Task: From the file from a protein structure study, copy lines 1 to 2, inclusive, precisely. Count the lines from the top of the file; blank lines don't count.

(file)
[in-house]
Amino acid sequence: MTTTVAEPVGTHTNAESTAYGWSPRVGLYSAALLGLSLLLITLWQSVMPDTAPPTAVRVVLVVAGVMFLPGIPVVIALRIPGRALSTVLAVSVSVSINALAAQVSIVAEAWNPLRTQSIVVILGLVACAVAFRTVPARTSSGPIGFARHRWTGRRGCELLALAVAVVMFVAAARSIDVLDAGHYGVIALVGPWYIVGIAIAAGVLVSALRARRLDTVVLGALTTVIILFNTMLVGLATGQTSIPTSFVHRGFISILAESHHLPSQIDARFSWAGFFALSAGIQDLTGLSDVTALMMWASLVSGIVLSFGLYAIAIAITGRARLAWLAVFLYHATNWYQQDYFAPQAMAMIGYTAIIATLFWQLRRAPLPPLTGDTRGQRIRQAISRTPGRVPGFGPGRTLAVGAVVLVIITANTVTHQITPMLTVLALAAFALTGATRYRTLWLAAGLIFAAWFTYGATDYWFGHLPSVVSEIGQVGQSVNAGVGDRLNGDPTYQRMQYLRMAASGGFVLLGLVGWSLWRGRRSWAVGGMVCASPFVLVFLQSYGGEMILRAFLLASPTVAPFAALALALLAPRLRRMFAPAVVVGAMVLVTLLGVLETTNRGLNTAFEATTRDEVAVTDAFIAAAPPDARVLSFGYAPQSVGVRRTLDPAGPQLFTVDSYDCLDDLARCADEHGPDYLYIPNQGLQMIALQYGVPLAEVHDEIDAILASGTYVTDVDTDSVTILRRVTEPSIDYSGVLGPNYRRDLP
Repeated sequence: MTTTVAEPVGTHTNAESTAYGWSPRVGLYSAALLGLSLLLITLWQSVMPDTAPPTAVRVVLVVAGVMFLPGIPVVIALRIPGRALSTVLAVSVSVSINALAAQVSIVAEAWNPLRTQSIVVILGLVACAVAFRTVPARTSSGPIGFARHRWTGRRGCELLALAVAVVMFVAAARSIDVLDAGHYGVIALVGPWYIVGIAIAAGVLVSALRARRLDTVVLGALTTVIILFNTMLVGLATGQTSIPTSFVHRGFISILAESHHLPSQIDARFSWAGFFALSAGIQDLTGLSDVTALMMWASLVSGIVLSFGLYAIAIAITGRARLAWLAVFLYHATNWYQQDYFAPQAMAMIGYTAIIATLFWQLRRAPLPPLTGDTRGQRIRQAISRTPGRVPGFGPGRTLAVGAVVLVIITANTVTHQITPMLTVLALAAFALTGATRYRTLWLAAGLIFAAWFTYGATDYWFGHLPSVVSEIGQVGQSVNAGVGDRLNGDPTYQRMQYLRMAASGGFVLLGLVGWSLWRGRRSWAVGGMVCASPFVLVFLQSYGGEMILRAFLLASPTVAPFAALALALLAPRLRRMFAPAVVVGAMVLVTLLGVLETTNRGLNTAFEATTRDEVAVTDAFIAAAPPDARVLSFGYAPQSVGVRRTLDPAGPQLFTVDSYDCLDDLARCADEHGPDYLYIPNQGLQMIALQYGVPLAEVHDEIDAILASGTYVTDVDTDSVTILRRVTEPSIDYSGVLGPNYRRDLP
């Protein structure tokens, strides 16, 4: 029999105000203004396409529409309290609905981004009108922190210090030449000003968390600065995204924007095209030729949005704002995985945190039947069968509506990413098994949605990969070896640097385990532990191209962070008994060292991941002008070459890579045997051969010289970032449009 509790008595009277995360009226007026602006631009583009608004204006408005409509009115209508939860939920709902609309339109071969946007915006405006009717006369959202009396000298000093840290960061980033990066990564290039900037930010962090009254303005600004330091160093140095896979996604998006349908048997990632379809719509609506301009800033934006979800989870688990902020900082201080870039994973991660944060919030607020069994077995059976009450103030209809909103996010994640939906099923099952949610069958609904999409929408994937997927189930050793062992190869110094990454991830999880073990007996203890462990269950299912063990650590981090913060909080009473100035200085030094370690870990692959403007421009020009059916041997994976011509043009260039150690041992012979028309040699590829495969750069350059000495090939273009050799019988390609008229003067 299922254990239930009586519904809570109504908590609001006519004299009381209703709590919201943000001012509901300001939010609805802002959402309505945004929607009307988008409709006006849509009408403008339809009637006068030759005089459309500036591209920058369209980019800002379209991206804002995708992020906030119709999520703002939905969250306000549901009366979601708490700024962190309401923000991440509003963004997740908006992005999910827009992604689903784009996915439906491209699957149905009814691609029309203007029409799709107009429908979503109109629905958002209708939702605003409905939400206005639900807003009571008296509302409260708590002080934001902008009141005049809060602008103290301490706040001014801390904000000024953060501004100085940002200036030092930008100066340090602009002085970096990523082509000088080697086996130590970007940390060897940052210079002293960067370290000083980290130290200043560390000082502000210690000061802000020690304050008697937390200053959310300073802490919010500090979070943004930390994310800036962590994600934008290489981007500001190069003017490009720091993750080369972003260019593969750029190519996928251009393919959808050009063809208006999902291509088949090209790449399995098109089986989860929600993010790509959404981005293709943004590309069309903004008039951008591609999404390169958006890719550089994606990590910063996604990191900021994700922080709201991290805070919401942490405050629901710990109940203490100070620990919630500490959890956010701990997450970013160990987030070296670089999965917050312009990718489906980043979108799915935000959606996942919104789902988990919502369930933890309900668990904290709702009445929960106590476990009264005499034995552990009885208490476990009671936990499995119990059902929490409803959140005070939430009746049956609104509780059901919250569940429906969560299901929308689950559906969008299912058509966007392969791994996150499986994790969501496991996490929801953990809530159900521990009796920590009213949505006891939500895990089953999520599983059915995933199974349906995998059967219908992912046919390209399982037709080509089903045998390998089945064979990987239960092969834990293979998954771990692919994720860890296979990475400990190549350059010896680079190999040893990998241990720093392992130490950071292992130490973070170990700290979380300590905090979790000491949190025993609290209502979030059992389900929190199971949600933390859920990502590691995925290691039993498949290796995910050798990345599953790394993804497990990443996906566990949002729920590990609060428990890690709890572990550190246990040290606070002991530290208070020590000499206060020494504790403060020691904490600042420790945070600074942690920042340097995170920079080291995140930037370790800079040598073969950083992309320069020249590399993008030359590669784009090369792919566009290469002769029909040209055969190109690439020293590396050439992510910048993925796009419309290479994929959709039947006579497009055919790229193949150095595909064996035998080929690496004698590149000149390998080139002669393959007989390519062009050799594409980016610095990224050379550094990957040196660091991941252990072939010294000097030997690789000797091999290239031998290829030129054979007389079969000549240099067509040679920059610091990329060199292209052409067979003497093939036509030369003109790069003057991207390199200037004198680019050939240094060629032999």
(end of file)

[in-house]
Amino acid sequence: MTTTVAEPVGTHTNAESTAYGWSPRVGLYSAALLGLSLLLITLWQSVMPDTAPPTAVRVVLVVAGVMFLPGIPVVIALRIPGRALSTVLAVSVSVSINALAAQVSIVAEAWNPLRTQSIVVILGLVACAVAFRTVPARTSSGPIGFARHRWTGRRGCELLALAVAVVMFVAAARSIDVLDAGHYGVIALVGPWYIVGIAIAAGVLVSALRARRLDTVVLGALTTVIILFNTMLVGLATGQTSIPTSFVHRGFISILAESHHLPSQIDARFSWAGFFALSAGIQDLTGLSDVTALMMWASLVSGIVLSFGLYAIAIAITGRARLAWLAVFLYHATNWYQQDYFAPQAMAMIGYTAIIATLFWQLRRAPLPPLTGDTRGQRIRQAISRTPGRVPGFGPGRTLAVGAVVLVIITANTVTHQITPMLTVLALAAFALTGATRYRTLWLAAGLIFAAWFTYGATDYWFGHLPSVVSEIGQVGQSVNAGVGDRLNGDPTYQRMQYLRMAASGGFVLLGLVGWSLWRGRRSWAVGGMVCASPFVLVFLQSYGGEMILRAFLLASPTVAPFAALALALLAPRLRRMFAPAVVVGAMVLVTLLGVLETTNRGLNTAFEATTRDEVAVTDAFIAAAPPDARVLSFGYAPQSVGVRRTLDPAGPQLFTVDSYDCLDDLARCADEHGPDYLYIPNQGLQMIALQYGVPLAEVHDEIDAILASGTYVTDVDTDSVTILRRVTEPSIDYSGVLGPNYRRDLP